Thrombin activates its G-coupled seven transmembrane protease-activated recep- tor (PAR-1) by cleaving the receptor’s N-terminal end. In several human cancers, PAR-1 expression and activation correlates with tumor progression and metasta- tization. This provides compelling evidence for the effectiveness of an appropriate antithrombin agent for the adjuvant treatment of patients with cancer. Dabigatran is a selective direct thrombin inhibitor that reversibly binds to thrombin. In this study, we aimed to explore if dabigatran may affect mechanisms favoring tumor growth by interfering with thrombin-induced PAR-1 activation. We con rmed that exposure of tumor cells to thrombin signi cantly increased cell proliferation and this was coupled with downregulation of p27 and con- comitant induction of cyclin D1. Dabigatran was consistently effective in an- tagonizing thrombin-induced proliferation as well as it restored the baseline pattern of cell cycle protein expression. Thrombin signi cantly upregulated the expression of proangiogenetic proteins like Twist and GRO-α in human umbili- cal vascular endothelial cells (HUVEC) cells and their expression was signi cantly brought down to control levels when dabigatran was added to culture. We also found that the chemoattractant effect of thrombin on tumor cells was lost in the presence of dabigatran, and that the thrombin antagonist was effective in dampening vascular tube formation induced by thrombin. Our data support a role of thrombin in inducing the proliferation, migration, and proangiogenetic effects of tumor cells in vitro. Dabigatran has activity in antagonizing all these effects, thereby impairing tumor growth and progression. In vivo models may help to understand the relevance of this pathway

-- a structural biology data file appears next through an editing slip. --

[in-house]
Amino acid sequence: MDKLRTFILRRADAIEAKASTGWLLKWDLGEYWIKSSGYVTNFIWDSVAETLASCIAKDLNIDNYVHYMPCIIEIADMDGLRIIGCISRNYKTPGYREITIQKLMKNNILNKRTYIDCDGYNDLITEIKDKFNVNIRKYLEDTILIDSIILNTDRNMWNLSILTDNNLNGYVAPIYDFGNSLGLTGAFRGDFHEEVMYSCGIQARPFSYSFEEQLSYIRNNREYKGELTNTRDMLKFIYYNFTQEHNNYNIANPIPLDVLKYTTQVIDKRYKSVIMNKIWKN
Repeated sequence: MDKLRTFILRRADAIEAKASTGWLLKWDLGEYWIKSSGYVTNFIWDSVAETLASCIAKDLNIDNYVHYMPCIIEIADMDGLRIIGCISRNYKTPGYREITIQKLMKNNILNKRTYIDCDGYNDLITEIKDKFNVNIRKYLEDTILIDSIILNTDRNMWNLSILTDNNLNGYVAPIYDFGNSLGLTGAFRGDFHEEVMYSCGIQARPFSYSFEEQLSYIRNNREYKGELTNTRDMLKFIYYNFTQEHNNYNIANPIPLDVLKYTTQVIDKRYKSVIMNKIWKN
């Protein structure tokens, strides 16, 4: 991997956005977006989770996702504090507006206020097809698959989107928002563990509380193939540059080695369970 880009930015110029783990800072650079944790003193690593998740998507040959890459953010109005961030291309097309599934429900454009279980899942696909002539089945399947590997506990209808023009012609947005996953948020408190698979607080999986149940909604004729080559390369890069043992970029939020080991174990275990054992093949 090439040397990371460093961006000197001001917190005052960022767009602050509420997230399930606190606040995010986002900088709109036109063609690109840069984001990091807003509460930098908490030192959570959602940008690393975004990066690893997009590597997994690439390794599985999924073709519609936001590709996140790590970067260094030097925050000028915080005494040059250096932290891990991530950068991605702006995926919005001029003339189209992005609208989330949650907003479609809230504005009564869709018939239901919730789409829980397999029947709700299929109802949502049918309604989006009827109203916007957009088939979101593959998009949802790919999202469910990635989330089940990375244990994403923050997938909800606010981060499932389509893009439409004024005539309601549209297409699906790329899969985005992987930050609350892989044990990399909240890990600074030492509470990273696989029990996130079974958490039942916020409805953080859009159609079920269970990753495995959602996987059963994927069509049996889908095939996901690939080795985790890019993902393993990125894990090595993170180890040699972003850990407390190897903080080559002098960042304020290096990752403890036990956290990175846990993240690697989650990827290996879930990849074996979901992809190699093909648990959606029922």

Dabigatran antagonizes growth, cell-cycle progression, migration, and endothelial tube formation induced by thrombin in breast and glioblastoma cell lines

VIANELLO, FABRIZIO;SAMBADO, LUISA;FABRIS, FABRIZIO;PRANDONI, PAOLO
2016

Abstract

Thrombin activates its G-coupled seven transmembrane protease-activated recep- tor (PAR-1) by cleaving the receptor’s N-terminal end. In several human cancers, PAR-1 expression and activation correlates with tumor progression and metasta- tization. This provides compelling evidence for the effectiveness of an appropriate antithrombin agent for the adjuvant treatment of patients with cancer. Dabigatran is a selective direct thrombin inhibitor that reversibly binds to thrombin. In this study, we aimed to explore if dabigatran may affect mechanisms favoring tumor growth by interfering with thrombin-induced PAR-1 activation. We con rmed that exposure of tumor cells to thrombin signi cantly increased cell proliferation and this was coupled with downregulation of p27 and con- comitant induction of cyclin D1. Dabigatran was consistently effective in an- tagonizing thrombin-induced proliferation as well as it restored the baseline pattern of cell cycle protein expression. Thrombin signi cantly upregulated the expression of proangiogenetic proteins like Twist and GRO-α in human umbili- cal vascular endothelial cells (HUVEC) cells and their expression was signi cantly brought down to control levels when dabigatran was added to culture. We also found that the chemoattractant effect of thrombin on tumor cells was lost in the presence of dabigatran, and that the thrombin antagonist was effective in dampening vascular tube formation induced by thrombin. Our data support a role of thrombin in inducing the proliferation, migration, and proangiogenetic effects of tumor cells in vitro. Dabigatran has activity in antagonizing all these effects, thereby impairing tumor growth and progression. In vivo models may help to understand the relevance of this pathway
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Utilizza questo identificativo per citare o creare un link a questo documento: https://hdl.handle.net/11577/3197020
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